In his chapter on the Council of Elrond, Shippey spends most of his effort guiding the reader through the varying styles of the many speakers in Book II chapter ii, exposing how meticulous Tolkien was in intentionally shaping his characters’ speech. He points out that this chapter of LotR features more than twenty speakers (if we include “impacted speakers” quoted but not actually present). I find it curious that although I cannot think of another passage from any work in which a comparable number of characters are all so active in the dialogue, let alone in moving the plot, never when I read this chapter before (and it is one I’ve lingered on more than many others) did I notice anything unusual. I think this is a testament to how seamlessly the chapter is written. One would think that a dialogue in which no one responds in the same manner of speech as the previous speaker would feel very choppy and disconnected (although the total opposite, a dialogue in which the speakers all sound exactly alike, would feel inherently fake); but in Tolkien it is not a distraction but an aid to both understanding and readability, and any device that can do this job without being immediately noticed is well used indeed.
All that said, I want to now take a closer look at a similar concept that was also touched on, briefly, in Shippey’s writing, as well as in our class discussion: the variability of style within a single character’s speech, and what its significance is. Naturally, the preeminent character to examine for this question is Aragorn/Strider; but I will also take a look at some other figures from a list we have previously dealt with in class, namely Frodo and Bilbo, and if I don’t run on too long also Tolkien himself.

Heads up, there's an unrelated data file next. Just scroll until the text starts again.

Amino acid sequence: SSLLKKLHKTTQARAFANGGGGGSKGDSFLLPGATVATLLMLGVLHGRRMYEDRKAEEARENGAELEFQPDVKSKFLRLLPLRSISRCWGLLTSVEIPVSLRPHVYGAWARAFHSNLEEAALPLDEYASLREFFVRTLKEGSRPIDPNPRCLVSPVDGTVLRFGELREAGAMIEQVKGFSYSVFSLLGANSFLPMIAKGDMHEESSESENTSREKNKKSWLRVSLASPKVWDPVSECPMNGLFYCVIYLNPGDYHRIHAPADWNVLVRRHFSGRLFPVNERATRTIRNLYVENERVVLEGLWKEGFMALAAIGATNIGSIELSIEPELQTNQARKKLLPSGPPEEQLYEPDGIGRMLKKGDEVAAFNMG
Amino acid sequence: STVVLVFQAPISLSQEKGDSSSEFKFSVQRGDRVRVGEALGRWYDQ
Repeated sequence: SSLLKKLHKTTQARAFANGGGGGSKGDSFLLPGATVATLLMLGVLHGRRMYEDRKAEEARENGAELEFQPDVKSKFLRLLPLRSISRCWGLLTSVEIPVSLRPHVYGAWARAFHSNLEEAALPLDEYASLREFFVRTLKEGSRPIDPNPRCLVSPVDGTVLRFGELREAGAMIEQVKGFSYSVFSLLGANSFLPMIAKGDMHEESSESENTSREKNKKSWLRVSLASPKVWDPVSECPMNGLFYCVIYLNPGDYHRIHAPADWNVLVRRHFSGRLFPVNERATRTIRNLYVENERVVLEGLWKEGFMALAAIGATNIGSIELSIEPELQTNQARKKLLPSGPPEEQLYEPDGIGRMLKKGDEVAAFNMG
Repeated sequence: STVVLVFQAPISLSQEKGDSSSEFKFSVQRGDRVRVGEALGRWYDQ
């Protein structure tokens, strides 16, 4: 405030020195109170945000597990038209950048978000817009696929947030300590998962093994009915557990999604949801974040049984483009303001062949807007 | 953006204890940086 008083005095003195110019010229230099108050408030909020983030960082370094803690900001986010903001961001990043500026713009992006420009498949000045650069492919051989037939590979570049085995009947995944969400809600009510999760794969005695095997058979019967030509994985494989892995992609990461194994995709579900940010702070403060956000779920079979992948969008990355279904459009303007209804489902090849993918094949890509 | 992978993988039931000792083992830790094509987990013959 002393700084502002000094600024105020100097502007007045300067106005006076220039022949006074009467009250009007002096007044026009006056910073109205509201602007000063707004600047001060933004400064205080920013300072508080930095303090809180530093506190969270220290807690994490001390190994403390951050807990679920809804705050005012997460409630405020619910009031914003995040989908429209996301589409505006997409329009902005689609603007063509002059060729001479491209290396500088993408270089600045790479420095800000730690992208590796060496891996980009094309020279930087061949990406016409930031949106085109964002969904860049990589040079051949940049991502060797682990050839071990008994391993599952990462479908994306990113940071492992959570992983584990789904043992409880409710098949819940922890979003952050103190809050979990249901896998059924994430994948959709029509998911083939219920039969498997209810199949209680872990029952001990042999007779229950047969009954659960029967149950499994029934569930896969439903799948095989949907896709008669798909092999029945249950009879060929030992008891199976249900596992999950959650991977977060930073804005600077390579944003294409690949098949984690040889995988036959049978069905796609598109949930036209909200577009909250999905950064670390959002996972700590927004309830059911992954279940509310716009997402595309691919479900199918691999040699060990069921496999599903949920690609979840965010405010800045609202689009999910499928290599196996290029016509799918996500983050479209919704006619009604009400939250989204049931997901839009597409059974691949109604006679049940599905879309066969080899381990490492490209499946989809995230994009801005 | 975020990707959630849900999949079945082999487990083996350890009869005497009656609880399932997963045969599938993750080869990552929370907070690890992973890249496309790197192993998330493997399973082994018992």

We already discussed on Wednesday how a greater range of style indicates a character’s adaptability. Shippey examines this in his exegesis on the Council of Elrond, writing that “The way they [Boromir and Aragorn] talk reminds us, in miniature, that Aragorn is also Strider, and does not need to be on his dignity all the time; but at the same time that Strider is also Aragorn, and can claim just as much, indeed even more authority than Boromir” (Shippey 73). But I want to take a closer look at another example of Aragorn’s speech, also from our assigned reading, that I think will be useful in illustrating the significance of this adaptability: his tale of Beren and Lúthien in Book I chapter xi. In this section Strider (so he is exclusively called in this chapter with the hobbits) first chants the Elvish song in the Common Speech, then gives a brief note on the translation from Elvish, then finally gives a fuller account of the story it tells in plain prose. Here was have an example (one of many) of Aragorn not only varying his style of Westron, but in fact of showing his knowledge of varied languages. It is not specified whether Aragorn himself translated the song from the Elvish, although I think we are to suppose that he did (he notes that it “is hard to render in our Common Speech,” so he at least he is familiar with the translation process); but in any case we see for the first time that he is multilingual, and specifically that he has a close association with the Elves. What is so interesting about this passage, though, is not just Aragorn’s knowledge of Elves; we also get to see Strider interpreting the song for the hobbits, in a style much their own. (Admittedly his prose is still a little high-flown, e.g. “As the stars above the mists of the Northern lands was her loveliness,” and also a little weighty in its content, e.g. “…a King of Elves upon Middle-Earth when the world was young.” But it is, on the whole, a style easily understandable to the hobbits.) Furthermore, the hobbits notice a change in his appearance in this passage: “As Strider was speaking they watched his strange eager face… His eyes shone, and this voice was rich and deep,” (Book I chapter xi).